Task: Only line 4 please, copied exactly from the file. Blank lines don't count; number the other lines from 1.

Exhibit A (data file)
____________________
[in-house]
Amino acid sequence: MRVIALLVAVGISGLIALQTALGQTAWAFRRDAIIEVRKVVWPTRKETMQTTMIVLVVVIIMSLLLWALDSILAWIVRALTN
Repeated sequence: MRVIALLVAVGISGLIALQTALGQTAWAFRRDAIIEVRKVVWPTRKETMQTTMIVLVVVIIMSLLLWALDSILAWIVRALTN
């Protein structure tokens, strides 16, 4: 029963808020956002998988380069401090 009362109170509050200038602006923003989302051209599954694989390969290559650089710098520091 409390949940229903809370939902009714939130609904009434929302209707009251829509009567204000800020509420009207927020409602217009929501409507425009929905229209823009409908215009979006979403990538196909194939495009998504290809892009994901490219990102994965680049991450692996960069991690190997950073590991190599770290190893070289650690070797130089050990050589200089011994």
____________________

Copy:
């Protein structure tokens, strides 16, 4: 029963808020956002998988380069401090 009362109170509050200038602006923003989302051209599954694989390969290559650089710098520091 409390949940229903809370939902009714939130609904009434929302209707009251829509009567204000800020509420009207927020409602217009929501409507425009929905229209823009409908215009979006979403990538196909194939495009998504290809892009994901490219990102994965680049991450692996960069991690190997950073590991190599770290190893070289650690070797130089050990050589200089011994």